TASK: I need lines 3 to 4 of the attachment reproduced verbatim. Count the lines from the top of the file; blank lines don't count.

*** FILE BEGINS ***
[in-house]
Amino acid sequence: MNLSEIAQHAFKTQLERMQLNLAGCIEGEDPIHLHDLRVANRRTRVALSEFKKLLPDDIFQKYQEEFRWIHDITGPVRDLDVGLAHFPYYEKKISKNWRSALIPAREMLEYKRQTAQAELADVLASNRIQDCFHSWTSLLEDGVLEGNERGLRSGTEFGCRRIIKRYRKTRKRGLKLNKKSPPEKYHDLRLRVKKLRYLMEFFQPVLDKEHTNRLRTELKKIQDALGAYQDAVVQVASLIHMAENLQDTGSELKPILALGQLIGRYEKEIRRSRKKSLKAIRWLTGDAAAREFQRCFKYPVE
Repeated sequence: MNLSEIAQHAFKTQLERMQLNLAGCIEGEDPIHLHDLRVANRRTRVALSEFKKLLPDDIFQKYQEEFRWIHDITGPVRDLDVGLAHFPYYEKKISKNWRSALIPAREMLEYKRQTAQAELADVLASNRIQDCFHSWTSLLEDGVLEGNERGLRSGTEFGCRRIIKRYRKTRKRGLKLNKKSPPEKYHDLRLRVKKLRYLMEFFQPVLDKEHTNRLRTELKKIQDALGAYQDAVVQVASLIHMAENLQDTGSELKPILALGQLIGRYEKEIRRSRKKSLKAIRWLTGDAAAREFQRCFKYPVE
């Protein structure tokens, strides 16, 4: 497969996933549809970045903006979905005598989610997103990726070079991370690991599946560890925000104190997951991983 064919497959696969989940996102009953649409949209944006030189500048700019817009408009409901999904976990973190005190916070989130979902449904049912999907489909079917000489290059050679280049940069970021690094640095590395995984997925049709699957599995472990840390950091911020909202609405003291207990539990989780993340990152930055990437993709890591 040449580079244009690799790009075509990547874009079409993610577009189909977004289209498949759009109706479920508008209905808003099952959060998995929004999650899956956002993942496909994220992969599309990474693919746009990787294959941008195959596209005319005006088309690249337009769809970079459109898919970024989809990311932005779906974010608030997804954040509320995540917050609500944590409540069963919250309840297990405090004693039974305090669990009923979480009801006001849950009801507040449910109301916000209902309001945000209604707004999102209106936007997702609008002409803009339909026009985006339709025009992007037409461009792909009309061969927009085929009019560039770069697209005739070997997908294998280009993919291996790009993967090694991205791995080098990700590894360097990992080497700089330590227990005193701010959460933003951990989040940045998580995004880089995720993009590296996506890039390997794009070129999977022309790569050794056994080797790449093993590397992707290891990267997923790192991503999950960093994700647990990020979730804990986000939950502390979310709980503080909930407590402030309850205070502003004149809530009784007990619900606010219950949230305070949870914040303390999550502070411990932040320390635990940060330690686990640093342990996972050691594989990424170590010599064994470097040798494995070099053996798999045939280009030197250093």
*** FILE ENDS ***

Repeated sequence: MNLSEIAQHAFKTQLERMQLNLAGCIEGEDPIHLHDLRVANRRTRVALSEFKKLLPDDIFQKYQEEFRWIHDITGPVRDLDVGLAHFPYYEKKISKNWRSALIPAREMLEYKRQTAQAELADVLASNRIQDCFHSWTSLLEDGVLEGNERGLRSGTEFGCRRIIKRYRKTRKRGLKLNKKSPPEKYHDLRLRVKKLRYLMEFFQPVLDKEHTNRLRTELKKIQDALGAYQDAVVQVASLIHMAENLQDTGSELKPILALGQLIGRYEKEIRRSRKKSLKAIRWLTGDAAAREFQRCFKYPVE
């Protein structure tokens, strides 16, 4: 497969996933549809970045903006979905005598989610997103990726070079991370690991599946560890925000104190997951991983 064919497959696969989940996102009953649409949209944006030189500048700019817009408009409901999904976990973190005190916070989130979902449904049912999907489909079917000489290059050679280049940069970021690094640095590395995984997925049709699957599995472990840390950091911020909202609405003291207990539990989780993340990152930055990437993709890591 040449580079244009690799790009075509990547874009079409993610577009189909977004289209498949759009109706479920508008209905808003099952959060998995929004999650899956956002993942496909994220992969599309990474693919746009990787294959941008195959596209005319005006088309690249337009769809970079459109898919970024989809990311932005779906974010608030997804954040509320995540917050609500944590409540069963919250309840297990405090004693039974305090669990009923979480009801006001849950009801507040449910109301916000209902309001945000209604707004999102209106936007997702609008002409803009339909026009985006339709025009992007037409461009792909009309061969927009085929009019560039770069697209005739070997997908294998280009993919291996790009993967090694991205791995080098990700590894360097990992080497700089330590227990005193701010959460933003951990989040940045998580995004880089995720993009590296996506890039390997794009070129999977022309790569050794056994080797790449093993590397992707290891990267997923790192991503999950960093994700647990990020979730804990986000939950502390979310709980503080909930407590402030309850205070502003004149809530009784007990619900606010219950949230305070949870914040303390999550502070411990932040320390635990940060330690686990640093342990996972050691594989990424170590010599064994470097040798494995070099053996798999045939280009030197250093």